The BBC reports http://news.bbc.co.uk/1/hi/business/6084454.stm that after four years of development, the UK government has suspended its plans for an Internet retirement planner. No date has been set to restart work on the proposed service, which was aimed at people on low to middle incomes. The online planner was intended to give help to those without easy access to financial advice. It would have provided them with individualised state and private pension forecasts, and offered advice on how to boost their pensions. Although 11m pounds had been spent on the website, halting the work will save the government an estimated 14m pounds. According to the Minister for Pensions Reform, James Purnell, the work on the site was halted when the Department for Work and Pensions realised that "delivering accurate online information about state pensions would become increasingly difficult, given the uncertainty about the exact shape of future pension provision". 11m pounds wasted because no-one did a decent requirements analysis?
A Usenet poster related that several years ago, for 10 days, an Aegis-class cruiser in the Gulf was crippled by the failure of both of its INS system, and its GPS. But navigation was not the only issue. It seems virtually all the weapons systems on board require the INS to provide them data on the ships [roll/pitch] attitude to aim/fire. Without such, they are no longer weapons.... Eggs several, baskets one... Source: Teacher Adam Hilliker gives kid detention for being right http://groups.google.com/group/alt.folklore.urban/msg/d8d6c50ef2037625?hl=en FoG7h.29214$nG1.firstname.lastname@example.org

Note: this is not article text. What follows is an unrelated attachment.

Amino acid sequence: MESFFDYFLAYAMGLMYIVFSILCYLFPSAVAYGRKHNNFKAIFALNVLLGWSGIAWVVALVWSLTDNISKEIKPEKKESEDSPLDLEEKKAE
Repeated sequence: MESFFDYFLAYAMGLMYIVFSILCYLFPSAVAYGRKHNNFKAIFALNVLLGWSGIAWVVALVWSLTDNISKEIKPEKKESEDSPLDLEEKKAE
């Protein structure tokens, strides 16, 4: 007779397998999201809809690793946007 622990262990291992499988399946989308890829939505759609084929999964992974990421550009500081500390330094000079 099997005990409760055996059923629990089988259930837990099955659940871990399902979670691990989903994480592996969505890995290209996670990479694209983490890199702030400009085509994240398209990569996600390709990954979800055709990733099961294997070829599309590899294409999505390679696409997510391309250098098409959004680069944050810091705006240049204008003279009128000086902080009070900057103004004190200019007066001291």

Election Problems, What Election Problems? Bo Lipari <email@example.com> Friday, November 10, 2006 The Media Narrative and Public Perception If you watched the cable news coverage on Election Night, it was easy to come away with the impression that few problems were experienced with electronic voting - the predicted "train wreck" had not materialized. But out in the real world, the HAVA mandated changeover of voting systems resulted in real failures <http://www.votersunite.org/electionproblems.asp> that resulted in long lines and lost votes. Just like the fancy new high tech voting machines, the mainstream media has failed us yet again. That there were widespread problems with electronic voting equipment all around the country is well documented. Thousands of citizens took part in a first time nation-wide effort monitoring polling sites and reporting problems. The reports are still coming in, but it's clear that hundreds and hundreds of problems occurred. But the mainstream media has thus far barely mentioned this, leading one to ask what vast scale of voting disaster would it actually take for the media to report on it? http://www.votetrustusa.org/index.php?option=com_content&task=view&id=2017&Itemid=26 The Election Night Narrative News organizations used to report the news, but nowadays they're more concerned with telling their viewers a story. This story, the theme of the day as it were, is called the ``narrative''. On Election Night 2006, the media narrative was ``The Great Tsunami''. The story was about the Democratic tide as it moved from East to West, sweeping away Congress in its path. As soon as the first totals started coming in from the East Coast the news networks started framing everything solely in the context of this narrative. There was no room here for voting machines failures, long lines of voters, or anything else. The story was about the horse race, about devastating loss, about the great wave sweeping across the nation. Voting machine problems had no place here as they would distract from the narrative, even worse, maybe even undermine it. Raising the possibility that votes were lost? How are you going to sell soap with that? The Unspoken Narrative Underlying the Great Tsunami story was a subtler narrative, one that the media has consistently fed us on Election Nights for years. This narrative is expressed by the often repeated mantra ``Even if there were problems, it wasn't enough to affect the outcome of the election.'' It seems vitally important to the media that the public believe that no matter what, no matter how bad the problems, no matter how many lost votes and machine breakdowns, the results are still basically correct, your vote still counts, or at least close enough. We've been told this story before, in 2000, in 2004, and now again in 2006. Nothing to worry about folks, just a little glitch, pay no attention to the man behind the curtain. This seems to be an essential narrative for the media, one that we must be told and reminded of each and every Election Day. Because imagine what would happen if the media told the public the real story, and showed the real impact on real voters. Why, you might not have just thousands of activists around the country demanding change, you might have hundreds of thousands. If the real story about broken voting machines and lost votes got out, you might even have millions. Imagine, millions of citizens demanding that their right to vote is sacred and not for sale to voting machine vendors, demanding real accountability, demanding accurate elections with results that we can have real confidence in. Now that would be a tsunami. <http://nyvv.org/blog/2006/11/election-problems-what-election.html>